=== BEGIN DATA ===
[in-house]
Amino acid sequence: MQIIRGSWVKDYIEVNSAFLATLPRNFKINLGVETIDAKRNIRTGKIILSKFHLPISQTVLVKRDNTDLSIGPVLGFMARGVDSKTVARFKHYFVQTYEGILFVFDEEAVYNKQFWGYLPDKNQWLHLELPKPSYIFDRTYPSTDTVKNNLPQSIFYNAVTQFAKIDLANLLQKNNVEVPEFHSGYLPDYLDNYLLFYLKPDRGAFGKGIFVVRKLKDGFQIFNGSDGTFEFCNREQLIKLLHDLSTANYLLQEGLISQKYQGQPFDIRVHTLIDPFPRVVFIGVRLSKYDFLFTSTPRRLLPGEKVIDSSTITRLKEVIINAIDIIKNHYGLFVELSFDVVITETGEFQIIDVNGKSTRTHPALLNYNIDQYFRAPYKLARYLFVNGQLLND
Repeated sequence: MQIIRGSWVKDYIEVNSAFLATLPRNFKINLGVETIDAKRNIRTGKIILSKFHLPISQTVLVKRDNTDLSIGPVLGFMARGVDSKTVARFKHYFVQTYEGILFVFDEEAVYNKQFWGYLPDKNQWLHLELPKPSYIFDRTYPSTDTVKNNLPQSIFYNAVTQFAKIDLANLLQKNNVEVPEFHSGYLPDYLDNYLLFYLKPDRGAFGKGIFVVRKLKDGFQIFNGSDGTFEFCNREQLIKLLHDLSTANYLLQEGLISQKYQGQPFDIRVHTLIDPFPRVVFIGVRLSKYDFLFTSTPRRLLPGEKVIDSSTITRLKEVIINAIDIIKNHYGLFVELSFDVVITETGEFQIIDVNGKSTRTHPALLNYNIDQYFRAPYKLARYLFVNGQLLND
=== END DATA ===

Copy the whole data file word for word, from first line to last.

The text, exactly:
[in-house]
Amino acid sequence: MQIIRGSWVKDYIEVNSAFLATLPRNFKINLGVETIDAKRNIRTGKIILSKFHLPISQTVLVKRDNTDLSIGPVLGFMARGVDSKTVARFKHYFVQTYEGILFVFDEEAVYNKQFWGYLPDKNQWLHLELPKPSYIFDRTYPSTDTVKNNLPQSIFYNAVTQFAKIDLANLLQKNNVEVPEFHSGYLPDYLDNYLLFYLKPDRGAFGKGIFVVRKLKDGFQIFNGSDGTFEFCNREQLIKLLHDLSTANYLLQEGLISQKYQGQPFDIRVHTLIDPFPRVVFIGVRLSKYDFLFTSTPRRLLPGEKVIDSSTITRLKEVIINAIDIIKNHYGLFVELSFDVVITETGEFQIIDVNGKSTRTHPALLNYNIDQYFRAPYKLARYLFVNGQLLND
Repeated sequence: MQIIRGSWVKDYIEVNSAFLATLPRNFKINLGVETIDAKRNIRTGKIILSKFHLPISQTVLVKRDNTDLSIGPVLGFMARGVDSKTVARFKHYFVQTYEGILFVFDEEAVYNKQFWGYLPDKNQWLHLELPKPSYIFDRTYPSTDTVKNNLPQSIFYNAVTQFAKIDLANLLQKNNVEVPEFHSGYLPDYLDNYLLFYLKPDRGAFGKGIFVVRKLKDGFQIFNGSDGTFEFCNREQLIKLLHDLSTANYLLQEGLISQKYQGQPFDIRVHTLIDPFPRVVFIGVRLSKYDFLFTSTPRRLLPGEKVIDSSTITRLKEVIINAIDIIKNHYGLFVELSFDVVITETGEFQIIDVNGKSTRTHPALLNYNIDQYFRAPYKLARYLFVNGQLLND